This content is streamed in such a way that it is protected and available only in a Flash format. Your device seems not to be compatible with our Flash video player.
It is hardly surprising the spotlight is on Lotta Schelin right now. Not only leading the line for Olympique Lyonnais as they stride towards a UEFA Women's Champions League hat-trick, Schelin is set to start up front for hosts Sweden at UEFA Women's EURO 2013 this July – and indeed is venue ambassador for Gothenburg, where the home side open the finals against Denmark in 100 days' time. Schelin, 29, spoke to UEFA.com about Sweden's ambitions and how the game is developing.
UEFA.com: How is the mood in Sweden ahead of the finals?
Lotta Schelin: Very good, and of course you want the interest in the tournament to be as great as possible. I think it is working really well right now – there are lots of tickets being sold, and it's going to be great.
UEFA.com: What do you think is the key to success in the tournament?
Schelin: It's important to go into it as prepared as possible – in your top form, that's what counts. We might be very good beforehand, but it's the weeks in July that count the most, and it's important that everyone is in the best form possible. Preparation is playing a lot together and getting the team working together. In the end it's important that everyone is at their best.
UEFA.com: What does it mean to you to be playing in these finals?
Schelin: It means a lot. Every time you play in a big tournament it's very intense, and it's an experience I wouldn't be without. This time we will experience a tournament at home, and that's fantastic. It's feels great and very motivating, and it really does feel like we have a great chance to do something.
UEFA.com: What has it been like under new coach Pia Sundhage?
Schelin: It's been good, of course. She's made sure that she gets many players along for each gathering, as many as possible. It feels very good, even if everyone may be unsure about their role right here and now. There's a positive vibe in the squad, and in the team as well I know everyone is giving themselves 100% – it's great.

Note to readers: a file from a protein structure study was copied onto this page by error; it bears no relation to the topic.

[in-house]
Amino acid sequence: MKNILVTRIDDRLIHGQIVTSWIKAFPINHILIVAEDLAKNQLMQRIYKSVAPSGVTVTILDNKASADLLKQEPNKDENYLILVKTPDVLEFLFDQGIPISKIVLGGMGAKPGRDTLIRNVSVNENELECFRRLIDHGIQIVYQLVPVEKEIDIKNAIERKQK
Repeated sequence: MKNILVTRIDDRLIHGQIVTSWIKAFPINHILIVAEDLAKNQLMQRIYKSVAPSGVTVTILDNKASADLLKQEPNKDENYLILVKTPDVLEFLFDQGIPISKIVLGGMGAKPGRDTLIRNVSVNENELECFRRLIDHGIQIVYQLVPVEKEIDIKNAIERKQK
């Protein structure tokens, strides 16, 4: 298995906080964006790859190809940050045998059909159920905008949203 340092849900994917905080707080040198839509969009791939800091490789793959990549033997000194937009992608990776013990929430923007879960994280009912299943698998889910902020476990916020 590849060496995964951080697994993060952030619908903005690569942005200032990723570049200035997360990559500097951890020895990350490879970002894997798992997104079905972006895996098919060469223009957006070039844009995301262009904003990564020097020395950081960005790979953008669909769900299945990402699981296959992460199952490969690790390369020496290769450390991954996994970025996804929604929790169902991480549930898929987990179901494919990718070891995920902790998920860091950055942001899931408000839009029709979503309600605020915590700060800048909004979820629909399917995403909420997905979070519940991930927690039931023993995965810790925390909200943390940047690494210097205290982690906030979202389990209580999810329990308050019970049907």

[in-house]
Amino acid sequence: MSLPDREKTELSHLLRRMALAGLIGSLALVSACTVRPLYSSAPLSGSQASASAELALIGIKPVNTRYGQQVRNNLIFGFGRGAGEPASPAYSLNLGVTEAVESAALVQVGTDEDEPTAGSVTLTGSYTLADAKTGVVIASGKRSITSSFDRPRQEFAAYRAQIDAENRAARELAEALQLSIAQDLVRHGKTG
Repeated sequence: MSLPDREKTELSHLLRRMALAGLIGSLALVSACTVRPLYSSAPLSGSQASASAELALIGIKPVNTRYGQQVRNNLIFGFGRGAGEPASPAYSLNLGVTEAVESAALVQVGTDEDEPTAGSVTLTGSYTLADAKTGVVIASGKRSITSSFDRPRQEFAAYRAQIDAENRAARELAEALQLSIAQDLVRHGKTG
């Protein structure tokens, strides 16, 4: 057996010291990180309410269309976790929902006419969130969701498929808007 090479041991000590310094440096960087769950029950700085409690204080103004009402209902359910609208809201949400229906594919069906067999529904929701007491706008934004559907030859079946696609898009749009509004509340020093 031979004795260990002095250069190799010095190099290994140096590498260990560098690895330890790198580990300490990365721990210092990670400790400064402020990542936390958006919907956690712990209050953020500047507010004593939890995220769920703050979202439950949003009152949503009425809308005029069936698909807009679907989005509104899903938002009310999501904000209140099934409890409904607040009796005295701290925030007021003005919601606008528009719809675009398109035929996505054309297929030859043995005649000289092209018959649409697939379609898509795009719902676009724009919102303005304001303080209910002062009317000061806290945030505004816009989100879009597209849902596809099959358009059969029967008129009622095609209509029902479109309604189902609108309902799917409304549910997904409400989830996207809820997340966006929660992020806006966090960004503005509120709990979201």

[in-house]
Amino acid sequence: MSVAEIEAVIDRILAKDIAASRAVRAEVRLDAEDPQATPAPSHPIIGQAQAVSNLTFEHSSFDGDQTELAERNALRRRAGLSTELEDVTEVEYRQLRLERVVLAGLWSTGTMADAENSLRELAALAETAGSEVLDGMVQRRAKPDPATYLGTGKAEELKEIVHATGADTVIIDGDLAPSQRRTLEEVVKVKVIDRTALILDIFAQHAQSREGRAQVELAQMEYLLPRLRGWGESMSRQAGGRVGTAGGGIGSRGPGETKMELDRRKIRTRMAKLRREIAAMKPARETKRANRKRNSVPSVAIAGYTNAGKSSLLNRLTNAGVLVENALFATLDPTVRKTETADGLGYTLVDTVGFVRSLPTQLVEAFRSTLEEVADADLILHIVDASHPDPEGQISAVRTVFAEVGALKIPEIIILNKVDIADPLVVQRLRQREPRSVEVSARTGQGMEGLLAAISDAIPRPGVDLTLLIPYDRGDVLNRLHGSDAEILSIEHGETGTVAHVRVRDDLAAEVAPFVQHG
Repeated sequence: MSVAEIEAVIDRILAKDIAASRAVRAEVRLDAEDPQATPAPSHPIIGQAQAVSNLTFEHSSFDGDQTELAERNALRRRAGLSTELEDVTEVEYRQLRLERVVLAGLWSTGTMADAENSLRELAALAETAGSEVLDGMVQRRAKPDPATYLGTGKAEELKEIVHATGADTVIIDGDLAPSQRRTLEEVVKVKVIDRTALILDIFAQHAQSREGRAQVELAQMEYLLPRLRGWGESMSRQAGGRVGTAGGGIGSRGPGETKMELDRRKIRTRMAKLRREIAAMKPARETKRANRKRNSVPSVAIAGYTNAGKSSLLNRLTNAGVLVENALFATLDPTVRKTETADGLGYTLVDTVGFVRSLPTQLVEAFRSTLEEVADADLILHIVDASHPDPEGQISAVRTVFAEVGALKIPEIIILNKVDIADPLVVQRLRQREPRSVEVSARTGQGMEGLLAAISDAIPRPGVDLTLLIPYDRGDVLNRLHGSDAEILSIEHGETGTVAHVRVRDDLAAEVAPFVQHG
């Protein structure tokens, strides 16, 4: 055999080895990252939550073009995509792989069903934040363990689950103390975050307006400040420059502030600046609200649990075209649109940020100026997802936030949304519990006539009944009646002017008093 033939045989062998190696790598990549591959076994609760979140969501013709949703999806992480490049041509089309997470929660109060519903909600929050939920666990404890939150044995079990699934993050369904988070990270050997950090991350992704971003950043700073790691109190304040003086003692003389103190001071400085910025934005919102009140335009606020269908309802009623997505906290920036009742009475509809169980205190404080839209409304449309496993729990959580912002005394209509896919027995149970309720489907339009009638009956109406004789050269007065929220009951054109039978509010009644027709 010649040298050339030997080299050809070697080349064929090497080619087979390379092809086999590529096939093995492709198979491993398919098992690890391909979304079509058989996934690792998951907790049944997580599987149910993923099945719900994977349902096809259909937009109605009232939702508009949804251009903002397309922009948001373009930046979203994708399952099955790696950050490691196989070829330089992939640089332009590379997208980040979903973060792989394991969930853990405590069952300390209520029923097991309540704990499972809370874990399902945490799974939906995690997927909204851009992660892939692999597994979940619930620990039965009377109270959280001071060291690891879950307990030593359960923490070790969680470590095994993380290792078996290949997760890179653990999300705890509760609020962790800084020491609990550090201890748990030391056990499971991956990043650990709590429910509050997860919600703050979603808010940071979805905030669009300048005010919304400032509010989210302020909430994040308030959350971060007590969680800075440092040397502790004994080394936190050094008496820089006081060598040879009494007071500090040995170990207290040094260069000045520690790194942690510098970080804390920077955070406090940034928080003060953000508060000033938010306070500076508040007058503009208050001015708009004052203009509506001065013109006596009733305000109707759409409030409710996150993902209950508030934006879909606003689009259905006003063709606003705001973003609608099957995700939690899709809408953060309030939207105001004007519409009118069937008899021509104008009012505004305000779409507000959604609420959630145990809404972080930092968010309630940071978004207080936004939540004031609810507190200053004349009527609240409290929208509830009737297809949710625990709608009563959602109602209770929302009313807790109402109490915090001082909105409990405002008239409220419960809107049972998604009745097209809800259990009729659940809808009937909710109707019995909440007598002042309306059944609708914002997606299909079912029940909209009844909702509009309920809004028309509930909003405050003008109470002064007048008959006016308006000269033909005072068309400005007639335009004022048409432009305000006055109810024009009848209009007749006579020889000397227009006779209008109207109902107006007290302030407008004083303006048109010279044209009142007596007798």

UEFA.com: Are there any specific things you can say have changed from before?
Schelin: Well, always, when you change the management and new people come in, of course a lot is going to change. But I think it's interesting, and something in Pia's favour, that she can be cool, relaxed. But on the pitch it's all about focusing completely on what you are doing. On the pitch she is very clear about who's doing what, and what she wants out of it. I think that's super great. She's capable of pointing out the best in every player.
UEFA.com: What do you think of the teams in your group: Denmark, Finland and Italy?
Schelin: Ranking-wise we are best, and I can't say anything other than that we want to go through from the group as winners. But they're good teams. We are facing Denmark in the opening game, and meeting Denmark is like playing a local derby. So is Finland actually. We will be facing opponents that want to beat us, naturally. I mean, it feels like a strong group but we have to try and win it.
UEFA.com: Germany have won the last five finals – are they a cut above everybody else?
Schelin: They have a very strong player base in Germany, so there's nothing strange about that. They are incredibly strong, they have a lot of very good players, and as a team they are fantastic – they have very experienced internationals on the bench. But of course they are not unstoppable, and that's positive. I've seen matches where they've been playing France and they were even, France playing very well. You don't get the impression that Germany are unstoppable as it used to be, and that's positive.
UEFA.com: How do you think women's football has developed, tactically, technically and physically?
Schelin: It's constantly developing. The range of talent is constantly increasing, and when that happens it affects the top as well. I think we have a high standard now, both nationally and internationally. There's such a big difference from when I started, when you look at training facilities, at everything, and if you get better conditions, and more time to play football without having to work as well, then the game evolves. Of course the development has been incredible all round. Even though I think football was great when I was a child, it's evolved into something broader with better and better teams around the world, and that's why it's at such a high standard.
©UEFA.com 1998-2013. All rights reserved.